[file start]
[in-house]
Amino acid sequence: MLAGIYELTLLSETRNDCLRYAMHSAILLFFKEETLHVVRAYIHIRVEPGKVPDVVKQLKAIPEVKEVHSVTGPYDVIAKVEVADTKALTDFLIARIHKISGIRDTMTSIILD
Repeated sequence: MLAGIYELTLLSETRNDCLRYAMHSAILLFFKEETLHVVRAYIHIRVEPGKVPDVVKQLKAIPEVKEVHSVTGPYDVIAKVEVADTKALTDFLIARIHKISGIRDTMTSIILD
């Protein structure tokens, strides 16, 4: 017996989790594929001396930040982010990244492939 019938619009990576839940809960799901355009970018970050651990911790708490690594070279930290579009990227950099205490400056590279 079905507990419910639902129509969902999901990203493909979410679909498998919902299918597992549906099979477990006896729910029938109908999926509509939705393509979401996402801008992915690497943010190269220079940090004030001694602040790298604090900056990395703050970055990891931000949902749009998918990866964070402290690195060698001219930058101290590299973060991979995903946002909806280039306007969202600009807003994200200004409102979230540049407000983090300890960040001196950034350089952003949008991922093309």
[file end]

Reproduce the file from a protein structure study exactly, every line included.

[in-house]
Amino acid sequence: MLAGIYELTLLSETRNDCLRYAMHSAILLFFKEETLHVVRAYIHIRVEPGKVPDVVKQLKAIPEVKEVHSVTGPYDVIAKVEVADTKALTDFLIARIHKISGIRDTMTSIILD
Repeated sequence: MLAGIYELTLLSETRNDCLRYAMHSAILLFFKEETLHVVRAYIHIRVEPGKVPDVVKQLKAIPEVKEVHSVTGPYDVIAKVEVADTKALTDFLIARIHKISGIRDTMTSIILD
């Protein structure tokens, strides 16, 4: 017996989790594929001396930040982010990244492939 019938619009990576839940809960799901355009970018970050651990911790708490690594070279930290579009990227950099205490400056590279 079905507990419910639902129509969902999901990203493909979410679909498998919902299918597992549906099979477990006896729910029938109908999926509509939705393509979401996402801008992915690497943010190269220079940090004030001694602040790298604090900056990395703050970055990891931000949902749009998918990866964070402290690195060698001219930058101290590299973060991979995903946002909806280039306007969202600009807003994200200004409102979230540049407000983090300890960040001196950034350089952003949008991922093309």